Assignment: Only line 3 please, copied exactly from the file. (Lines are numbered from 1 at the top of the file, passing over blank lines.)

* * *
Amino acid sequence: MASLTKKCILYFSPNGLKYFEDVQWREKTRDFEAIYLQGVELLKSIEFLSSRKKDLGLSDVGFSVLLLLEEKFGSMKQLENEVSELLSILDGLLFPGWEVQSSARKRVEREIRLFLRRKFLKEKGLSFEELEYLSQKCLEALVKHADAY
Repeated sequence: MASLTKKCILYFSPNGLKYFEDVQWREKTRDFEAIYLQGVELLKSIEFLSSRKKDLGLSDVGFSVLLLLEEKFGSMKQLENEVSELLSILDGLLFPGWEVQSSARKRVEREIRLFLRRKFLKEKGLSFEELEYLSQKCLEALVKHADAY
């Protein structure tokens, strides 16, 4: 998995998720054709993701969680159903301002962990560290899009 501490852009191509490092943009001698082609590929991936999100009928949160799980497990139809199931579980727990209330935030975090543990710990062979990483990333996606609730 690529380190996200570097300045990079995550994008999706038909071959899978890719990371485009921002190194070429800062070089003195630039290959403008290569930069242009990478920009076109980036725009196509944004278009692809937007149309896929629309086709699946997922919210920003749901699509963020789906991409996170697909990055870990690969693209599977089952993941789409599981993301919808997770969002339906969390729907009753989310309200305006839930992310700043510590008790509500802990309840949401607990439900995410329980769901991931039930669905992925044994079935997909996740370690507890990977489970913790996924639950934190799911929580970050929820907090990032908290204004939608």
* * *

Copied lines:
């Protein structure tokens, strides 16, 4: 998995998720054709993701969680159903301002962990560290899009 501490852009191509490092943009001698082609590929991936999100009928949160799980497990139809199931579980727990209330935030975090543990710990062979990483990333996606609730 690529380190996200570097300045990079995550994008999706038909071959899978890719990371485009921002190194070429800062070089003195630039290959403008290569930069242009990478920009076109980036725009196509944004278009692809937007149309896929629309086709699946997922919210920003749901699509963020789906991409996170697909990055870990690969693209599977089952993941789409599981993301919808997770969002339906969390729907009753989310309200305006839930992310700043510590008790509500802990309840949401607990439900995410329980769901991931039930669905992925044994079935997909996740370690507890990977489970913790996924639950934190799911929580970050929820907090990032908290204004939608």